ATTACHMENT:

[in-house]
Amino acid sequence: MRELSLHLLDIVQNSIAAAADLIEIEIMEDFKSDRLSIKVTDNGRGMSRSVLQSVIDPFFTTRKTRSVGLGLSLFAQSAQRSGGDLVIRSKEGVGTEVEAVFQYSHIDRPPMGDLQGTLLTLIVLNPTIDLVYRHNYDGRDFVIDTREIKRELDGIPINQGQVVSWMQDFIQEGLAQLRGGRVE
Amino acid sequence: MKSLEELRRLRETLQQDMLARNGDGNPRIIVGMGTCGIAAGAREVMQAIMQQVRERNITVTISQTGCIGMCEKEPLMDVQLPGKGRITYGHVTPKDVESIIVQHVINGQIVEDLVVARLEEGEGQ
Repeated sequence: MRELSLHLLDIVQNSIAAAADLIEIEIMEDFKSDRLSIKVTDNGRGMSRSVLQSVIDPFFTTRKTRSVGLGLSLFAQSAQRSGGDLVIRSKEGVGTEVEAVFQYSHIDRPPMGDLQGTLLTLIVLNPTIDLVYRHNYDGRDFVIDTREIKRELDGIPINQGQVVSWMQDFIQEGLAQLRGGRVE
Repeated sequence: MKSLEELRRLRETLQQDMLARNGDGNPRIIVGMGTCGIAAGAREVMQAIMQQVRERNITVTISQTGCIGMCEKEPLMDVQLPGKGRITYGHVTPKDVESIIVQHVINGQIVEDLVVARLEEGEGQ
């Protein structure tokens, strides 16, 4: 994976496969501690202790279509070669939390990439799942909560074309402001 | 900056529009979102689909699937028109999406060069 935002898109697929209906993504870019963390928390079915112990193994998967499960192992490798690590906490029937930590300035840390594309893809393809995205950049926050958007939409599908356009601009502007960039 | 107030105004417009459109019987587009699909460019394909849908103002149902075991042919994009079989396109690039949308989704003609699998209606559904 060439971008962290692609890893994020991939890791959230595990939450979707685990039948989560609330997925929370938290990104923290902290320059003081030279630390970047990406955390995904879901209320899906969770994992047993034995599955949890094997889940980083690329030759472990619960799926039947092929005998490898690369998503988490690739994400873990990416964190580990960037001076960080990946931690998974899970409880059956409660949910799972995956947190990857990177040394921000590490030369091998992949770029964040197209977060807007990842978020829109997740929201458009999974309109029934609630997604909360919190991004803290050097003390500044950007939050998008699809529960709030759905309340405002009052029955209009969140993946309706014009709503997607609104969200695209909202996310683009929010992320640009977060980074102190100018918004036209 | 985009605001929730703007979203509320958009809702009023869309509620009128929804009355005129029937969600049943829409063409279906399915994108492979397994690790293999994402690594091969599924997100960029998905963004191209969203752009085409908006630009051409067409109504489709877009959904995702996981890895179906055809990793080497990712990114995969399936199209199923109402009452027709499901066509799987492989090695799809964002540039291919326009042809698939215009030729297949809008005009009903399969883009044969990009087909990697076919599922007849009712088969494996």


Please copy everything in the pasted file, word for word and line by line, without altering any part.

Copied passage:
[in-house]
Amino acid sequence: MRELSLHLLDIVQNSIAAAADLIEIEIMEDFKSDRLSIKVTDNGRGMSRSVLQSVIDPFFTTRKTRSVGLGLSLFAQSAQRSGGDLVIRSKEGVGTEVEAVFQYSHIDRPPMGDLQGTLLTLIVLNPTIDLVYRHNYDGRDFVIDTREIKRELDGIPINQGQVVSWMQDFIQEGLAQLRGGRVE
Amino acid sequence: MKSLEELRRLRETLQQDMLARNGDGNPRIIVGMGTCGIAAGAREVMQAIMQQVRERNITVTISQTGCIGMCEKEPLMDVQLPGKGRITYGHVTPKDVESIIVQHVINGQIVEDLVVARLEEGEGQ
Repeated sequence: MRELSLHLLDIVQNSIAAAADLIEIEIMEDFKSDRLSIKVTDNGRGMSRSVLQSVIDPFFTTRKTRSVGLGLSLFAQSAQRSGGDLVIRSKEGVGTEVEAVFQYSHIDRPPMGDLQGTLLTLIVLNPTIDLVYRHNYDGRDFVIDTREIKRELDGIPINQGQVVSWMQDFIQEGLAQLRGGRVE
Repeated sequence: MKSLEELRRLRETLQQDMLARNGDGNPRIIVGMGTCGIAAGAREVMQAIMQQVRERNITVTISQTGCIGMCEKEPLMDVQLPGKGRITYGHVTPKDVESIIVQHVINGQIVEDLVVARLEEGEGQ
């Protein structure tokens, strides 16, 4: 994976496969501690202790279509070669939390990439799942909560074309402001 | 900056529009979102689909699937028109999406060069 935002898109697929209906993504870019963390928390079915112990193994998967499960192992490798690590906490029937930590300035840390594309893809393809995205950049926050958007939409599908356009601009502007960039 | 107030105004417009459109019987587009699909460019394909849908103002149902075991042919994009079989396109690039949308989704003609699998209606559904 060439971008962290692609890893994020991939890791959230595990939450979707685990039948989560609330997925929370938290990104923290902290320059003081030279630390970047990406955390995904879901209320899906969770994992047993034995599955949890094997889940980083690329030759472990619960799926039947092929005998490898690369998503988490690739994400873990990416964190580990960037001076960080990946931690998974899970409880059956409660949910799972995956947190990857990177040394921000590490030369091998992949770029964040197209977060807007990842978020829109997740929201458009999974309109029934609630997604909360919190991004803290050097003390500044950007939050998008699809529960709030759905309340405002009052029955209009969140993946309706014009709503997607609104969200695209909202996310683009929010992320640009977060980074102190100018918004036209 | 985009605001929730703007979203509320958009809702009023869309509620009128929804009355005129029937969600049943829409063409279906399915994108492979397994690790293999994402690594091969599924997100960029998905963004191209969203752009085409908006630009051409067409109504489709877009959904995702996981890895179906055809990793080497990712990114995969399936199209199923109402009452027709499901066509799987492989090695799809964002540039291919326009042809698939215009030729297949809008005009009903399969883009044969990009087909990697076919599922007849009712088969494996």